Over 40,000 people spent time in the compound during the junta regime. Twelve thousand detainees were interned between September 11 and November 7.[6] The field and gallery were used to hold men, while women were held in the swimming pool changing rooms and associated buildings. Locker rooms and corridors were all used as prison facilities while interrogations were carried out in the velodrome.[7] The Red Cross estimated that 7,000 prisoners occupied the stadium at one point, of whom about 300 were foreigners. According to the testimonies of survivors collected by the humanitarian group, detainees were tortured and threatened with death by shooting. Some were shot on the premises and then taken to unknown locations for execution.

FIFA president of the time Sir Stanley Rous insisted the USSR team play a World Cup qualifier at the time. The Soviets naturally refused and Chile qualified automatically for the 1974 World Cup, where they failed to advance from a group containing both FR Germany and the GDR as well as Australia.

It is sometimes mistakenly believed that Chilean folk singer and political activist Víctor Jara was murdered at Estadio Nacional. He was actually murdered at the formerly called Estadio Chile, which was renamed in his honor in 2003.[8]

The use of the stadium during the coup d'état is depicted in the 2002 documentary film Estadio Nacional, directed and produced by Carmen Luz Parot. It is also important to note the 1982 film "Missing" by Greek filmmaker Costa-Gavras, depicting the September 11, 1973 US Government led coup d'état and execution of American journalists Charles Horman and Frank Teruggi at the Estadio Nacional de Chile.

2009 - 2010 renovation

On June 15, 2009, President Michelle Bachelet announced several infrastructure improvements in order to modernize the stadium and its immediate facilities. Out of the total 24 billion pesos (US$42.3 million) contemplated in the plan, 20 billion pesos (US$35.3 million) are destined to bring the stadium up to modern standards. The changes include, a roof covering all the seats, which will also provide illumination; installation of seats around the entire stadium, lowering the current capacity to 47,000; a new state-of-the-art scoreboard; a 2.5 m deep 2 m wide pit will separate the track and the spectators to replace the fence; and several other changes. Because the stadium is a national monument the façade will remain the same, with the roof structure placed on top, without modifying the exterior. The stadium was closed on August 15, 2009. The stadium was scheduled to be reinaugurated in March 2010 to stage a double friendly match between Chile and North Korea and Panama, but the works were not finished on time. The construction of the roof has since been postponed by the government of President Sebastián Piñera due to financial constrains brought about by the February 27, 2010 earthquake. Although the stadium suffered minor damage from the earthquake, it partially opened to host the match between C.F. Universidad de Chile and C.D. Guadalajara for Copa Libertadores 2010. It was officially re-inaugurated on September 12, 2010, during Chile's bicentennial festivities.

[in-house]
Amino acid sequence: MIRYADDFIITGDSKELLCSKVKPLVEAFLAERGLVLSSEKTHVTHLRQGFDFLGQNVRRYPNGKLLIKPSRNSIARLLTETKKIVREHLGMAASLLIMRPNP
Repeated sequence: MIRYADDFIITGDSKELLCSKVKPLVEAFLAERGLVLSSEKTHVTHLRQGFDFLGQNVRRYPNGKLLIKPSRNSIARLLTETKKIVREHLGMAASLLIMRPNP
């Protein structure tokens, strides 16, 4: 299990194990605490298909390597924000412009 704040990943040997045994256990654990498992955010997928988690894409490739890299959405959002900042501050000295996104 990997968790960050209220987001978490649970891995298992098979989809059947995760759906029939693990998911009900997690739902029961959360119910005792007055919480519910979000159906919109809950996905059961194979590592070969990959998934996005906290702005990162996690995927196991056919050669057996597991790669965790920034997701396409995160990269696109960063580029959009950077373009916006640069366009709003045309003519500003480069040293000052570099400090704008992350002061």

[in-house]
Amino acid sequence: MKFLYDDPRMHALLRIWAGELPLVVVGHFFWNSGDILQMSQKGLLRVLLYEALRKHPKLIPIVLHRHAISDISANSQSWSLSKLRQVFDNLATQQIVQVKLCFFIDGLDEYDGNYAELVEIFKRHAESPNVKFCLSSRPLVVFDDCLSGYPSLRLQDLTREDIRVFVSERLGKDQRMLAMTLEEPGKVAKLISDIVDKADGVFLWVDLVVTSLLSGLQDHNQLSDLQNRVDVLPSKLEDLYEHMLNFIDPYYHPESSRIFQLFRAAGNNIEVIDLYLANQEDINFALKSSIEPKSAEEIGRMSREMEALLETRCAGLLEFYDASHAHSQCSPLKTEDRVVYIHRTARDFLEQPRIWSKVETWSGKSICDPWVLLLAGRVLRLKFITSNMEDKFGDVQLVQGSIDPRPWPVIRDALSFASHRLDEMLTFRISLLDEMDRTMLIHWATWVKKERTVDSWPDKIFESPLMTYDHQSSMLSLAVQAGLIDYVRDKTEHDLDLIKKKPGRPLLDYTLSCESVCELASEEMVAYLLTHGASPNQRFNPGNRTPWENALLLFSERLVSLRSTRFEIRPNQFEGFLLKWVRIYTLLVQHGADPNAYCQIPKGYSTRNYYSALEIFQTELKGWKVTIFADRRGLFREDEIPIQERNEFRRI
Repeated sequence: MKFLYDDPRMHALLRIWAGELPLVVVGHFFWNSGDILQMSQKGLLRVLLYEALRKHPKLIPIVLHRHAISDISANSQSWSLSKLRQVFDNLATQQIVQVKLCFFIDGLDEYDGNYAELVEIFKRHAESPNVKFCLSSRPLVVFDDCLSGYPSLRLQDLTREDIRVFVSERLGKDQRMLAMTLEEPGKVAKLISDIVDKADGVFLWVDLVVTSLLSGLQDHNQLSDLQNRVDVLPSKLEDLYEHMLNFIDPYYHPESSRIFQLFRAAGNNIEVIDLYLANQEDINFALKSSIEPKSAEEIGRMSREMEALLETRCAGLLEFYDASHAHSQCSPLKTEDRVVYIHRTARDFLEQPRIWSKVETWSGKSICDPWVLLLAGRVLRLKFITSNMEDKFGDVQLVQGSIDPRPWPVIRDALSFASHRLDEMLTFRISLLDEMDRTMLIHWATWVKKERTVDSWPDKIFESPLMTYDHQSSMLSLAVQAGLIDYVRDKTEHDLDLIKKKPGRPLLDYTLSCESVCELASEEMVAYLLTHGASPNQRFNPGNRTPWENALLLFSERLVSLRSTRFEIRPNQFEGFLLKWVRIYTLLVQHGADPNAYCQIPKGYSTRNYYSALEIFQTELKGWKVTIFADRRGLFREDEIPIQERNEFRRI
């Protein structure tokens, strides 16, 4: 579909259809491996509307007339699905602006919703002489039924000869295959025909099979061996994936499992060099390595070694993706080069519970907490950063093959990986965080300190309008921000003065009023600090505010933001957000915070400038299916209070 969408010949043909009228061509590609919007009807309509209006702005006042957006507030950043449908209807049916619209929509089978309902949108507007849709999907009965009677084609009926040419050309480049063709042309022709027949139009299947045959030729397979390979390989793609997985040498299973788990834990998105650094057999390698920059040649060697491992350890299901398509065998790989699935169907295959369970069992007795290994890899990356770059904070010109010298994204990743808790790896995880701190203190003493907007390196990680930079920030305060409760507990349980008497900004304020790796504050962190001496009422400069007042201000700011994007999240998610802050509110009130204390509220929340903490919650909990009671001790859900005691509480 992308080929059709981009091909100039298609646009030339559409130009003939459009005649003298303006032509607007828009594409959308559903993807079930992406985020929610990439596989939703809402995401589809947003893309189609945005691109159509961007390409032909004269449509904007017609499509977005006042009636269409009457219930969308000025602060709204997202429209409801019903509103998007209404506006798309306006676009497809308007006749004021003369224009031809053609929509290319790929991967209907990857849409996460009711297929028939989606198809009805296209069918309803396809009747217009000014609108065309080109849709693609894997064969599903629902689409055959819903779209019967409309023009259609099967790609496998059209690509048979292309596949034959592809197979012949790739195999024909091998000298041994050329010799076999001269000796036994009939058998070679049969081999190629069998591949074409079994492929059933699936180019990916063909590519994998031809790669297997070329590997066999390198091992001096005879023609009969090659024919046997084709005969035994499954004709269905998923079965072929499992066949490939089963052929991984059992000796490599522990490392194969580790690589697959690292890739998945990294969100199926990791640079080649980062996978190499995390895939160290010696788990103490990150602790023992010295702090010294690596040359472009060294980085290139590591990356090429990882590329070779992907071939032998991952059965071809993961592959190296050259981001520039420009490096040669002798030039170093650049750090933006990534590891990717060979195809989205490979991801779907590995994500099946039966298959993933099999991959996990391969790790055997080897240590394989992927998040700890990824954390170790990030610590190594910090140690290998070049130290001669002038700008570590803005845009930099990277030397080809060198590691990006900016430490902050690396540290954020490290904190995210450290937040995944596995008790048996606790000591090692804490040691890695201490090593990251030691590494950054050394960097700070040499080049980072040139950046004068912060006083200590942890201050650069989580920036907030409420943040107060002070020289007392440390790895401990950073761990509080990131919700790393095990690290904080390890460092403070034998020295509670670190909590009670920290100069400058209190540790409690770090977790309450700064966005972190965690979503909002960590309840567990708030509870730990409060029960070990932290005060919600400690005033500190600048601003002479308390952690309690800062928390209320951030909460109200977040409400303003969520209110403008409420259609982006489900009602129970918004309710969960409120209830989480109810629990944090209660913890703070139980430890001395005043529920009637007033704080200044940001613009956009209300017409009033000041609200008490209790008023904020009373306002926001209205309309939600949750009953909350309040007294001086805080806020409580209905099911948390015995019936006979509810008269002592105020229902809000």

2014 South American Games renovation

On September 12, 2010, during the Chilean bicentennial festivities, President Sebastián Piñera announced that the capacity of the stadium will be increased so as to reach 70.000 seats for the 2014 South American Games that will take place in Santiago.[9] The works are expected to begin in 2012.[10]

On June 3, 2011 further renovation plans were announced by the government. The complete area surrounding the stadium will be turned into a park to be called "Citizenry Park" (Parque de la Ciudadanía). Over 70% of the new 64 ha. park will consist of green areas, and the rest will include new infrastructure such as a lagoon or restaurants. The new park is expected to be ready for the 2014 games. New sporting venues will be built for the 2014 games, such as two modern gymnasiums, a new temperate pool for synchronized swimming, a renovated velodrome and an expanded CAR, which will also serve as residence of the future Ministry of Sports. The only venues that will remain are the stadium, the main tennis court, the velodrome, the CAR, the athletics track, the skating track, the hockey field and the caracolas.[11]


The highest attendance for a match at Estadio Nacional to date is 85,268, for a Primera Division match played on December 29, 1962; Universidad de Chile defeated Universidad Catolica 4-1.[citation needed].

The first and only concert by the King of Pop Michael Jackson at the stadium, held on October 23, 1993 during his Dangerous World Tour, met a total of 75,000 people, more than any other solo artist in the history of the venue.